by Elizabeth Wickham
At a high school swim meet, I heard coaches say that kids today don’t like hard work. One coach mentioned that kids are spread so thin with school, homework, volunteering, sports, etc. —and many of their activities are done to check a box.
I am thankful for the work ethic my kids gained through swimming in a year-round club program. Many kids who don’t have that experience won’t learn the lessons and rewards of hard work like our year-round swimmers do. The ability to work hard carries over to other aspects in our lives. We might not reach our goals through hard work, but without it, we will fail.
Here are my tips about hard work:
Hard work is a core value.
Participating in youth sports develops character. Lessons learned at a young age will stick with our kids throughout their lives. A strong work ethic is an integral element of character. Because of the nature of swimming and the hard work required, our kids are exposed to this value early on.
Talent only takes you so far.
We all have seen super talented kids who jump in the pool and get whatever cut they’re going for. Yes, talent is wonderful. But, at some point, hard work catches up with sheer talent. Sometimes, the kids with the most ability miss out on learning to work. There are no short cuts in swimming and being a hard worker is a talent in itself.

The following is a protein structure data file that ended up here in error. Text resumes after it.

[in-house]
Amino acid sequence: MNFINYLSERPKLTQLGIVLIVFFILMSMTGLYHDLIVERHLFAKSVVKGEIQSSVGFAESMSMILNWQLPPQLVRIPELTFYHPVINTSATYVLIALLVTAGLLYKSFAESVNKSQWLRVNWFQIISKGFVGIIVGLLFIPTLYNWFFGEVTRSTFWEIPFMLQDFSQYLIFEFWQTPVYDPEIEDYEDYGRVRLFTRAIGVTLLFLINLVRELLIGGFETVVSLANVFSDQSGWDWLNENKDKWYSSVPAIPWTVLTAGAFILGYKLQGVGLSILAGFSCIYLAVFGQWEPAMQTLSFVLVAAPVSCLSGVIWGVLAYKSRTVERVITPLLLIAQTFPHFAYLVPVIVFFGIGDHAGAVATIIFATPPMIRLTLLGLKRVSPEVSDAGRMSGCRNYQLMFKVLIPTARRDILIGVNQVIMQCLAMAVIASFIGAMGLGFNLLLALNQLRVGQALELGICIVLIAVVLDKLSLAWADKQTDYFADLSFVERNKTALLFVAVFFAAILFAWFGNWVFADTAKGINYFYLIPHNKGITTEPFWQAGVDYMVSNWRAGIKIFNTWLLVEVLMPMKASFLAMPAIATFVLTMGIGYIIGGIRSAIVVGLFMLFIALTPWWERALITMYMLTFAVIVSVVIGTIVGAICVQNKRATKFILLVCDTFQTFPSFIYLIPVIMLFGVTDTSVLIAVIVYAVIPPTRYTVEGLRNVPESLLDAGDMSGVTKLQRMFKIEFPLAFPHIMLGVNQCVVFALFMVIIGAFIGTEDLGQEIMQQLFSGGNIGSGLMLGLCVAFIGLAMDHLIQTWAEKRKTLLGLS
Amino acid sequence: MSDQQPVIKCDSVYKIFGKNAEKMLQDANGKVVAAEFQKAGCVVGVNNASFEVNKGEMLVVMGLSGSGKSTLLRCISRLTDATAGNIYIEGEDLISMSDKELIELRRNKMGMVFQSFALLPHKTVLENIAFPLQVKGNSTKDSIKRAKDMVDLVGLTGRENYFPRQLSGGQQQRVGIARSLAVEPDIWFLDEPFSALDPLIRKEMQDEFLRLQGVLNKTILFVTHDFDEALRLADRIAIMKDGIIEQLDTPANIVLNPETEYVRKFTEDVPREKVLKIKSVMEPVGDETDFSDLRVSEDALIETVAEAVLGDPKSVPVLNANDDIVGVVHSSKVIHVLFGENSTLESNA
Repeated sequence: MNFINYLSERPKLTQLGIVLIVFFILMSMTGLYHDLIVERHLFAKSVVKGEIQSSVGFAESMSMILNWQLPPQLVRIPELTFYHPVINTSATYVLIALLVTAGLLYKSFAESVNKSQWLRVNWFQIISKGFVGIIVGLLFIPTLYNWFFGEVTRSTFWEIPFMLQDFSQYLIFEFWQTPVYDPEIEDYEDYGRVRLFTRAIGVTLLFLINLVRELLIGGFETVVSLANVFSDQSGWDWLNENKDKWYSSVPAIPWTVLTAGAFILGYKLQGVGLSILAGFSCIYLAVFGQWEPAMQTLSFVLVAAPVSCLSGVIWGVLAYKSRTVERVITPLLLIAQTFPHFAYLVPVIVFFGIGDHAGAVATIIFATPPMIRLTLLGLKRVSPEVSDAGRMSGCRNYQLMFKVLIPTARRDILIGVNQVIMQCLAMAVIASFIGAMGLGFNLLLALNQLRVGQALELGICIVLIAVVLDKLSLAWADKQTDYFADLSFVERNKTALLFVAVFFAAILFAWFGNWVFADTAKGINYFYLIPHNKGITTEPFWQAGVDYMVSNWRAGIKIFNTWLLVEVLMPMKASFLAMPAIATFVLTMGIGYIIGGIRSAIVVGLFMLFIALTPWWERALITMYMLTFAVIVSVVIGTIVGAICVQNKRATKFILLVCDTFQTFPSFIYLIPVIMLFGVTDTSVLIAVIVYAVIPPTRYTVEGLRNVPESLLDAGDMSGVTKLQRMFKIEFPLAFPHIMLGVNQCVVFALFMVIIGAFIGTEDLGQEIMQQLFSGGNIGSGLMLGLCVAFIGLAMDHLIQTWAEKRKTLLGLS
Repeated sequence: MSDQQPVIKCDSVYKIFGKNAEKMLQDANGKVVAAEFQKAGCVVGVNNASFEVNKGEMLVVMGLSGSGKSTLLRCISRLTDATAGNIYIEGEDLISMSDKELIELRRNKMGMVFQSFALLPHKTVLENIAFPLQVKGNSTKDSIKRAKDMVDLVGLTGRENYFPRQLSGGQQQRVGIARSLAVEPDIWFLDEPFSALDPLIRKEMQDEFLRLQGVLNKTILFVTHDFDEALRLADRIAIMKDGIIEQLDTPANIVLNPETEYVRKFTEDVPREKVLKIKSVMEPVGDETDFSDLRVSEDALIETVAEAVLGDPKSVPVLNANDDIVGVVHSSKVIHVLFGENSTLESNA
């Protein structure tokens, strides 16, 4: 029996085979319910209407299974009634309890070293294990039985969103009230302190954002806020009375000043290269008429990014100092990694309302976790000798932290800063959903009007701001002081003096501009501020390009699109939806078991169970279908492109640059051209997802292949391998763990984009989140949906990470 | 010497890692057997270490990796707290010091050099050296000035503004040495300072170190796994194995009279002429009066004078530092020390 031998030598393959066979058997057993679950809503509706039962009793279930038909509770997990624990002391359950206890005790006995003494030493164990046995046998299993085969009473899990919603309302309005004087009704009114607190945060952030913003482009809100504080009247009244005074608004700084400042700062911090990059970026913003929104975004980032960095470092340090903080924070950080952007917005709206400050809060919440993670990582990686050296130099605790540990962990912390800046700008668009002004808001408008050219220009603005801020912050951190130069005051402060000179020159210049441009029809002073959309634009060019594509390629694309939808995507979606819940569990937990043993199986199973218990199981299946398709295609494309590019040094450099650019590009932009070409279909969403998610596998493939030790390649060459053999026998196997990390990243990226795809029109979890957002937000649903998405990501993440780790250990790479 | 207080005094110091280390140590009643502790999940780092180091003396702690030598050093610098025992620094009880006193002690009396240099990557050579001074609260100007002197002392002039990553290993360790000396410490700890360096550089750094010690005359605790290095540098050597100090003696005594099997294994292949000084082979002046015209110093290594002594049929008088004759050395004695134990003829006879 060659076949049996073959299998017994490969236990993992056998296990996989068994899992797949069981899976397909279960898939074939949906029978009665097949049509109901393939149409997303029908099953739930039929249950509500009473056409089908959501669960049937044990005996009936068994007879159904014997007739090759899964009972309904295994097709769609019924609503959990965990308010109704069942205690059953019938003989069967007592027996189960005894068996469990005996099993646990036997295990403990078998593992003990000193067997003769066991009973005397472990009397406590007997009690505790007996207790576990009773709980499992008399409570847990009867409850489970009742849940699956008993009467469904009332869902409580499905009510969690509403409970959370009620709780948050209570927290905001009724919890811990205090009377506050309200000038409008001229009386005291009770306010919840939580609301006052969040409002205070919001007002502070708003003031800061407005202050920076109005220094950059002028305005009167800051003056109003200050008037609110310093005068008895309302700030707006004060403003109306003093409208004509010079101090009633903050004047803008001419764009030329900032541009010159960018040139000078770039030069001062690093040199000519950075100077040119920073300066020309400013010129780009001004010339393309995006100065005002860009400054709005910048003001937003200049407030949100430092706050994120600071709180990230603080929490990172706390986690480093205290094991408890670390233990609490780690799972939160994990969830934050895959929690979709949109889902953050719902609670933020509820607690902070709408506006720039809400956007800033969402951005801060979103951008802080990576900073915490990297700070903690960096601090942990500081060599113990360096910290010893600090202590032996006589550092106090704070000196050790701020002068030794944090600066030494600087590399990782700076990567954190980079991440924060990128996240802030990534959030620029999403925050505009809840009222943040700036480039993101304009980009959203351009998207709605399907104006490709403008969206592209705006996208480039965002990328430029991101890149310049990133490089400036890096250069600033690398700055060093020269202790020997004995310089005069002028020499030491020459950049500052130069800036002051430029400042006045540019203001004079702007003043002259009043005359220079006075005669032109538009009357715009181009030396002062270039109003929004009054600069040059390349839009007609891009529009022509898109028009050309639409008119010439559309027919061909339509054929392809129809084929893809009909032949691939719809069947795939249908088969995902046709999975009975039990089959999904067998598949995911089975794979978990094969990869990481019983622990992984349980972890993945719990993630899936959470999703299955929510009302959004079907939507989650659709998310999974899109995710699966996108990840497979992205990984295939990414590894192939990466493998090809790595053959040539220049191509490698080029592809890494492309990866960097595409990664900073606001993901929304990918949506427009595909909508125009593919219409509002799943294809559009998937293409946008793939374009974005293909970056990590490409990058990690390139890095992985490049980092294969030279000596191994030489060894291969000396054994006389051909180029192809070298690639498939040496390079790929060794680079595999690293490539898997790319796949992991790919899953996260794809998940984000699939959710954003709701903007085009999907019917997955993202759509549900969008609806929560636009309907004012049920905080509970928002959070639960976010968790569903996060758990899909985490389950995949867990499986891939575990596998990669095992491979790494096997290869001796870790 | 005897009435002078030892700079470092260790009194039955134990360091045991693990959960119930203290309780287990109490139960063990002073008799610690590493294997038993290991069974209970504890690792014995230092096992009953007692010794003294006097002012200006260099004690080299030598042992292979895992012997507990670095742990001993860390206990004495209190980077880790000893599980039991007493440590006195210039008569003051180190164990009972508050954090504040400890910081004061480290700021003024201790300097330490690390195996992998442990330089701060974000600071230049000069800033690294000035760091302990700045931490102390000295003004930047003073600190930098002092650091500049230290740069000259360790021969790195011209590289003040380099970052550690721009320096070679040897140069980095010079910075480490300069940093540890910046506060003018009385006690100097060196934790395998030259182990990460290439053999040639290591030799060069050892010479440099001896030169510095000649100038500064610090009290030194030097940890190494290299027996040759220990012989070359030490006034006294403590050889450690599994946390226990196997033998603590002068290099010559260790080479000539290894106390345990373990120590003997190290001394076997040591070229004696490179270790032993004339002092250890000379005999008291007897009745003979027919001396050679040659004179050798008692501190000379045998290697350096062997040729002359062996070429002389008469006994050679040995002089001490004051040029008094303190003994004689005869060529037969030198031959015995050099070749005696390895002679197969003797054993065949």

Hard workers make great teammates.
Our kids are so influenced by their friends. We can only hope they are with kids who have fun and aren’t afraid of hard work. When kids are in it together, tackling a hard set and pushing each other, it’s more rewarding than being with teammates who don’t give it their all.
Coaches are inspired by hard workers.
I believe hard-working kids bring out the best in their coaches. Coaches need inspiration too, and the lane goes both ways. How great is it for a coach to have a group of kids who want to do more work, who are passionate about improving and working hard?
Hard work needs to be taught.
As our kids’ first teachers, it’s up to us to instruct our kids about hard work. The best way to do that, besides signing them up for a swim team, is to lead by example. Are we hard working—whether it’s in our careers or other passions such as gardening, writing—or volunteering for their team?
Praise effort not talent.
If we encourage hard work, our kids will know we value it. If we praise a child for being smart, it doesn’t mean he or she will work hard and get their homework done. In fact, studies show that if parents praise talent rather than effort, we’ll end up with kids who don’t work hard.
How do you encourage a strong work ethic in your kids?
Elizabeth Wickham volunteered for 14 years on her kids’ club team as board member, fundraiser, newsletter editor and “Mrs. meet manager.” She’s a writer with a bachelor of arts degree in editorial journalism from the University of Washington with a long career in public relations, marketing and advertising. Her stories have appeared in newspapers and magazines including the Los Angeles Times, Orange County Parenting and Ladybug. You can read more parenting tips on her blog.